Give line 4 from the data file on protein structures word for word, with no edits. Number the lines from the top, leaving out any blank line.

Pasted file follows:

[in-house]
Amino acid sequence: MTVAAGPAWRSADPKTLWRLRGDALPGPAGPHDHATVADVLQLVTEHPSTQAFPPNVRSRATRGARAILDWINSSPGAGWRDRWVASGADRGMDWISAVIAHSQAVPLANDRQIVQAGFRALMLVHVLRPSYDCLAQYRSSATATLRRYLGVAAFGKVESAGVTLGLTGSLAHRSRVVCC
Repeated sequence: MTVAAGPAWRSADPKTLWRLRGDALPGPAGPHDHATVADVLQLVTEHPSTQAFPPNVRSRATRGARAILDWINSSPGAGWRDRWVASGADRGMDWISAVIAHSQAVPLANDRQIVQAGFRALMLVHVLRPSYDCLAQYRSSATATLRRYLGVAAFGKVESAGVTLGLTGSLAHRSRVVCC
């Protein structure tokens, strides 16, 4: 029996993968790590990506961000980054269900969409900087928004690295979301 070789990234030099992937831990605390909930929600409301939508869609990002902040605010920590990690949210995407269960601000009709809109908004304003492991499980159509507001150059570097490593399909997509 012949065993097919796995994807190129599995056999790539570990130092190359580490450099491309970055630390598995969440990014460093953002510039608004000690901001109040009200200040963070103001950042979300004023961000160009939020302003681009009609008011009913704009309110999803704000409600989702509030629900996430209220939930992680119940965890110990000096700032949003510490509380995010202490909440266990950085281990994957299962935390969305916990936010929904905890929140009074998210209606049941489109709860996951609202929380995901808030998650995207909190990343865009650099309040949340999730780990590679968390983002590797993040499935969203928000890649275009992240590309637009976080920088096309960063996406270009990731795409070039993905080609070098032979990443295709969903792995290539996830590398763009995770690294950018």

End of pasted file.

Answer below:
């Protein structure tokens, strides 16, 4: 029996993968790590990506961000980054269900969409900087928004690295979301 070789990234030099992937831990605390909930929600409301939508869609990002902040605010920590990690949210995407269960601000009709809109908004304003492991499980159509507001150059570097490593399909997509 012949065993097919796995994807190129599995056999790539570990130092190359580490450099491309970055630390598995969440990014460093953002510039608004000690901001109040009200200040963070103001950042979300004023961000160009939020302003681009009609008011009913704009309110999803704000409600989702509030629900996430209220939930992680119940965890110990000096700032949003510490509380995010202490909440266990950085281990994957299962935390969305916990936010929904905890929140009074998210209606049941489109709860996951609202929380995901808030998650995207909190990343865009650099309040949340999730780990590679968390983002590797993040499935969203928000890649275009992240590309637009976080920088096309960063996406270009990731795409070039993905080609070098032979990443295709969903792995290539996830590398763009995770690294950018």